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U.S. colleges pulling sportswear traced to Chinese detention camps

Forced labor in China produced U.S. imports
U.S. firm imported sportswear made in Chinese internment camp, AP investigation finds 06:28

Badger Sportswear merchandise is getting pulled from the shelves of college bookstores across the country after a report linking the North Carolina company's products to forced labor at detention camps in China

The Statesville, North Carolina, company said it would source its athletic wear elsewhere while looking into an Associated Press report that some of its products were sewn by Muslims held at internment camps in China's Xinjiang region. Imports involving forced labor are not legal in the U.S.

A spokesperson for CCMP Capital Advisor, a private-equity firm that acquired Badger in 2016, declined comment in an email to CBS MoneyWatch.

Less than 1 percent of its jerseys and other athletic sportswear comes from the Hetian Taida Apparel Co. factory allegedly housed inside an internment camp in Xinjiang, Badger Sportswear stated in an online post.

"We immediately suspended ordering product from Hetian Taida and its affiliates while an investigation is conducted. We will not ship to customers any product in our possession from that facility," it added.

Collective punishment for China's Uighurs? 03:09

But Badger saying it would suspend further shipments pending an investigation isn't assuaging all of its customers, which include youth sports leagues and colleges around the country.

Bowdoin College in Brunswick, Maine, is among the institutions pulling the plug on Badger merchandise sales, at least for the moment. Bowdoin has suspended sales of the Badger-supplied T-shirts, shorts and sweatshirts while the company completes its investigation, a spokesperson told CBS MoneyWatch. Bowdoin was informed the Badger products it previously carried were not made at the factory cited in the AP report.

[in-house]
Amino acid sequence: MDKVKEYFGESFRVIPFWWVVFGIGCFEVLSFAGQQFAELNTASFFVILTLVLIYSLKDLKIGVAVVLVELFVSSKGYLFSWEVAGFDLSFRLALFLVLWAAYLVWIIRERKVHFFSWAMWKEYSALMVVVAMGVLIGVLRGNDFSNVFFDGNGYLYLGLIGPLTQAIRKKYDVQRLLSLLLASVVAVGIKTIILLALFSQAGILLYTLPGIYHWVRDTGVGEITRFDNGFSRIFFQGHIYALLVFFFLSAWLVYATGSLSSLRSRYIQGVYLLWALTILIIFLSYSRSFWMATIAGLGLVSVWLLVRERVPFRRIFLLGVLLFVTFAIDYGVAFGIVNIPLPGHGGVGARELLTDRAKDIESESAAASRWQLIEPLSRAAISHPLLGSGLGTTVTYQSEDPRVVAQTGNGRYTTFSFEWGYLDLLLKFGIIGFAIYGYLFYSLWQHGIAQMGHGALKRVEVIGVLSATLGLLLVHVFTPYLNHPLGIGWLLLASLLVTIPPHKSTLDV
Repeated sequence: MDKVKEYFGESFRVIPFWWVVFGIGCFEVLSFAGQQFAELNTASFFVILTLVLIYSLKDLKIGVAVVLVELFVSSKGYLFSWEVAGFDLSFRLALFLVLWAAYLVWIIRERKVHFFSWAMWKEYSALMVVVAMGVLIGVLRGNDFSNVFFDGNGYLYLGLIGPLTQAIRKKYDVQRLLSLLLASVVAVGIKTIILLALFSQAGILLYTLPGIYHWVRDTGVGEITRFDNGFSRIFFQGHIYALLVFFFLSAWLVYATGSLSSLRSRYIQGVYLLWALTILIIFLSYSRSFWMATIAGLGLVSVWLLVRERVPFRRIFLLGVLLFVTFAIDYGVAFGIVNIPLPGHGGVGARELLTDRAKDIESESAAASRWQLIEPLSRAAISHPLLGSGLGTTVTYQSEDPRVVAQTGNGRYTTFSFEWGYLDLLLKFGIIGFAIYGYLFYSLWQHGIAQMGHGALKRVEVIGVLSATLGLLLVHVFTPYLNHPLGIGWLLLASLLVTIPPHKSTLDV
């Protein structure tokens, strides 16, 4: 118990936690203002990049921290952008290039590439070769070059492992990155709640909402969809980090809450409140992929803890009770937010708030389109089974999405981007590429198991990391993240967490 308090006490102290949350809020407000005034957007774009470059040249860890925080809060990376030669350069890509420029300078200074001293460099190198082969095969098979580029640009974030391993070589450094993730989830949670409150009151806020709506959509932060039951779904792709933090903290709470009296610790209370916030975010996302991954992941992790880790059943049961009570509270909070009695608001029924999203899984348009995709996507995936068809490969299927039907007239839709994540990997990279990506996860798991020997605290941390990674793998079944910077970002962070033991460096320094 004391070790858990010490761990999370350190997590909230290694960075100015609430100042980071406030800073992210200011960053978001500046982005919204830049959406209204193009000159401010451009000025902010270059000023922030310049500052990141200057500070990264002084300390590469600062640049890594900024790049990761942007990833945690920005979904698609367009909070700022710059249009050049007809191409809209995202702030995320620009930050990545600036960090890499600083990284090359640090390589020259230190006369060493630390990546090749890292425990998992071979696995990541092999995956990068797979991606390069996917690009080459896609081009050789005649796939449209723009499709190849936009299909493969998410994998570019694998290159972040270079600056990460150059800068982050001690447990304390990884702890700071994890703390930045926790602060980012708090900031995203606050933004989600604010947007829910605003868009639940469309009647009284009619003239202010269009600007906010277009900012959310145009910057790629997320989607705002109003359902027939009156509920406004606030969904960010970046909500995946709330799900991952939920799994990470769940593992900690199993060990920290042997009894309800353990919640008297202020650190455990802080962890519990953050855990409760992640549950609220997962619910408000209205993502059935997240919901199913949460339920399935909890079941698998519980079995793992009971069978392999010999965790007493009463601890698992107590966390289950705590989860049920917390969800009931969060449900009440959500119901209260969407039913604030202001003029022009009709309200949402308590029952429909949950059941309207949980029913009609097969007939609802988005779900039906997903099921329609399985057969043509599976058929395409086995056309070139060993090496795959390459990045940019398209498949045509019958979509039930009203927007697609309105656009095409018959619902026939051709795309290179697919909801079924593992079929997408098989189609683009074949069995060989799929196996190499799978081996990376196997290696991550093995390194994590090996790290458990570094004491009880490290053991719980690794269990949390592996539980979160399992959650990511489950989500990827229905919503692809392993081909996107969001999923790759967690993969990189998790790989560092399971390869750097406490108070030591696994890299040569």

According to the Bangor Daily News, the University of Maine in Orono has also removed Badger Sportswear hoodies, pants, jackets and T-shirts from its bookstore, as did two other colleges in the state, Bates College in Lewiston and Colby College in Waterville.

Indiana's University of Evansville also pulled Badger's merchandise, saying in a statement emailed to CBS MoneyWatch the products may have been produced under "inhumane conditions." 

How China uses digital surveillance to force minorities to spy on fellow exiles 06:34

Texas A&M University pulled Badger merchandise from its site as well, as previously offered products were listed as unavailable. 

"Texas A&M University works with our licensing agency [IMG Collegiate Licensing] and our licensed vendors to help ensure that products being produced, which bear our emblematic trademarks, are done in a safe and appropriate manner," Shane Hinckley, vice president of brand development at the school, explained in a statement. "Texas A&M in no way condones or supports the use of forced labor under any circumstances."

At least one Badger T-shirt could still be found for sale online at the bookstore for Appalachian State University in Boone, North Carolina. Still, a spokesperson said in an email that the university had terminated its licensing agreement with Badger, citing the university's policy setting out fair labor expectations, and was no longer selling its products. The school is about 70 miles northwest of Badger's home base in Statesville.

Badger's sportswear is also found at Kmart's online marketplace, and at, all offered by third-party vendors. Its merchandise could also be purchased at None of the three retailers returned requests for comment.

Conversely, Badger's merchandise was not to be found on Target's website on Thursday. 

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